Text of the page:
A new show at the National Portrait Gallery will reveal a different side to the artist William Morris, founder of the Arts and Crafts Movement.
Although he may be best remembered for his beautiful patterned textiles and wallpapers, which have adorned many the wall of the middle classes, the artist William Morris was also a radical thinker in Victorian England, and it is his strong belief in ‘art for the people’ and its legacy that will be explored in a new exhibition at the National Portrait Gallery this autumn.
Anarchy & beauty: William Morris and his Legacy, 1860-1960, curated by historian and biographer Fiona MacCarthy, brings together a collection of paintings, banners, textiles and jewellery all under one roof, which will demonstrate the socialist leanings of Morris and his fellow artists of the Pre-Raphaelite Brotherhood, as well as the Arts and Crafts practitioners inspired by the artist. Among his many influential friends were leading figures in the suffrage movement, as well as Eleanor Marx, daughter of Karl Marx.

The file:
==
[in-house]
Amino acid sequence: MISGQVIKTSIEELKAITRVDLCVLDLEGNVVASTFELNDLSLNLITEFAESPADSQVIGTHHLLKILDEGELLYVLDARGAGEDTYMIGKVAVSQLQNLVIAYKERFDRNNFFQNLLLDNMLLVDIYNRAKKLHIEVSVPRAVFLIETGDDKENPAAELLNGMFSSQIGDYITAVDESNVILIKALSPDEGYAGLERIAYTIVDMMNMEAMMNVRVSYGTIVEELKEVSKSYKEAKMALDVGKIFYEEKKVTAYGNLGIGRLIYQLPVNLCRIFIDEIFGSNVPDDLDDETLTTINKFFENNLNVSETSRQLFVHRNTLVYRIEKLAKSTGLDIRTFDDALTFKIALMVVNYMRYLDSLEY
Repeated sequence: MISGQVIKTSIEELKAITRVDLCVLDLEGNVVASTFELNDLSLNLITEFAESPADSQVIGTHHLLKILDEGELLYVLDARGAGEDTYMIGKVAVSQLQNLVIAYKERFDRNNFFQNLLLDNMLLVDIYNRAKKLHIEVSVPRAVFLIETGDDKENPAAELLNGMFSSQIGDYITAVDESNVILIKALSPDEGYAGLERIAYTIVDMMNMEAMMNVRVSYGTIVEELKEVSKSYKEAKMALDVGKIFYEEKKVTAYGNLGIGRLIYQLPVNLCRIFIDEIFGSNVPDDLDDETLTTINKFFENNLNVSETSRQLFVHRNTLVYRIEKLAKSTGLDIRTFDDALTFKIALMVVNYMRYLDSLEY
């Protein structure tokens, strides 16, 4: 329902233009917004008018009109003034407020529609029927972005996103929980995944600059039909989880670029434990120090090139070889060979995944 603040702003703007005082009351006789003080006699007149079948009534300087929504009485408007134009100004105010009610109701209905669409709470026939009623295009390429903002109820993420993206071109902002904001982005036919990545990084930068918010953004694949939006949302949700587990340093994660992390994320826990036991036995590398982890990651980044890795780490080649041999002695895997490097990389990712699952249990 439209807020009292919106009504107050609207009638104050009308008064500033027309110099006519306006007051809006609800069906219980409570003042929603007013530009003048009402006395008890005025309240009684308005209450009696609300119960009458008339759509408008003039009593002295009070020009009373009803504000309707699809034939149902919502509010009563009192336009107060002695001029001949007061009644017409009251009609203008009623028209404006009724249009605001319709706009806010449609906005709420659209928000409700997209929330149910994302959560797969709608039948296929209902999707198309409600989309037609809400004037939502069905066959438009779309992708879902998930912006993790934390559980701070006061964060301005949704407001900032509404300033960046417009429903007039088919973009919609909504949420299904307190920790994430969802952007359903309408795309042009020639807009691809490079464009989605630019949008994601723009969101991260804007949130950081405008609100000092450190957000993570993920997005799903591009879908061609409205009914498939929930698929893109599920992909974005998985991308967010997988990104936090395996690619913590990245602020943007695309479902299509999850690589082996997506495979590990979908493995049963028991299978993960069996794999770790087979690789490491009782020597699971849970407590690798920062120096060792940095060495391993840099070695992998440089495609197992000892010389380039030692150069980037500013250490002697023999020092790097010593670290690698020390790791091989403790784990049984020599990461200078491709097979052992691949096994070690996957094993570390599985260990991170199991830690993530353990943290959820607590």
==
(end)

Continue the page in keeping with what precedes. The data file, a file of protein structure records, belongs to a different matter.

MacCarthy said: “This exhibition gives a new view of Morris, bringing his ideas together; ideas of a great Victorian visionary.”
According to MacCarthy, Morris regarded beauty as a basic human birthright and saw it being obliterated by the industrial revolution, hence his idea that art should be accessible to all.
Fans of Morris may also want to visit his Red House, now owned by the National Trust, which was commissioned and created by Morris and which his friend Edward Burne-Jones once described as “the beautifullest place on earth.”
Liberty print scarves
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